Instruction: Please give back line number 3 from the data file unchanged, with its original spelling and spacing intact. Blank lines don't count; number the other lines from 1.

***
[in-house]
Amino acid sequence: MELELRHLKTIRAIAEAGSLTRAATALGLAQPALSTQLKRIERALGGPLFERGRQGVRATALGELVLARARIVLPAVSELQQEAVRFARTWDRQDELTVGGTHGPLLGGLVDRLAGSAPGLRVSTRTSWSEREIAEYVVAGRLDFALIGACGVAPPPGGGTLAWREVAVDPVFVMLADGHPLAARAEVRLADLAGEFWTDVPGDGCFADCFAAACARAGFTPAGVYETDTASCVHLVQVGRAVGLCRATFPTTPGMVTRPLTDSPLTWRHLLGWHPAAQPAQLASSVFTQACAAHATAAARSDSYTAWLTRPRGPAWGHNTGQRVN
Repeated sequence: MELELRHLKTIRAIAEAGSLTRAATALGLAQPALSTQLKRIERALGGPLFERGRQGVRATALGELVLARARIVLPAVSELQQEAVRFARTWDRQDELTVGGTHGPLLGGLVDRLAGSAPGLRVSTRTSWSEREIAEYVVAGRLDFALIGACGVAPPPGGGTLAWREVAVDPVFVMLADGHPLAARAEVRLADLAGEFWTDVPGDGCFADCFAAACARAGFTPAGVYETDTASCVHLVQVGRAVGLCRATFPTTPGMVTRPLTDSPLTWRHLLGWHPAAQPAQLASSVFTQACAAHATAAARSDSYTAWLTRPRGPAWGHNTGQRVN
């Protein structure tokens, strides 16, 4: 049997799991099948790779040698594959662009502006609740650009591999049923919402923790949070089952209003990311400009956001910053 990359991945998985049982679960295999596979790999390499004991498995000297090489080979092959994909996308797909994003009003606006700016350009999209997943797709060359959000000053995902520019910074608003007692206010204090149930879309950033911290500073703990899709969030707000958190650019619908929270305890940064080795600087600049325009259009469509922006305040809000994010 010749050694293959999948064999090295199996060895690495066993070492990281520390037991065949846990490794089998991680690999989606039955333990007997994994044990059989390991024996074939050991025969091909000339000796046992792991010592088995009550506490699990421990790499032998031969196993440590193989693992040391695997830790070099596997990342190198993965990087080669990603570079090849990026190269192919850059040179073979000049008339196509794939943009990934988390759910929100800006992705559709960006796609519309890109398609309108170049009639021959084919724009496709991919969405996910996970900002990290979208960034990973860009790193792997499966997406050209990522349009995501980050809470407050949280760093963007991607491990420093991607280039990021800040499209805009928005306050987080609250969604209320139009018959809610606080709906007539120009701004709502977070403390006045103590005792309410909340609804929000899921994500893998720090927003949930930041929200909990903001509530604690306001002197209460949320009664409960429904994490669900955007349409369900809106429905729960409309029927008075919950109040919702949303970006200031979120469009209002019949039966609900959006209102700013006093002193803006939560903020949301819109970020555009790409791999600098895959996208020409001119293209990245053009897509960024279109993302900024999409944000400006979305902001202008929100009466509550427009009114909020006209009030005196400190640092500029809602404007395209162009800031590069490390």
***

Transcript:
Repeated sequence: MELELRHLKTIRAIAEAGSLTRAATALGLAQPALSTQLKRIERALGGPLFERGRQGVRATALGELVLARARIVLPAVSELQQEAVRFARTWDRQDELTVGGTHGPLLGGLVDRLAGSAPGLRVSTRTSWSEREIAEYVVAGRLDFALIGACGVAPPPGGGTLAWREVAVDPVFVMLADGHPLAARAEVRLADLAGEFWTDVPGDGCFADCFAAACARAGFTPAGVYETDTASCVHLVQVGRAVGLCRATFPTTPGMVTRPLTDSPLTWRHLLGWHPAAQPAQLASSVFTQACAAHATAAARSDSYTAWLTRPRGPAWGHNTGQRVN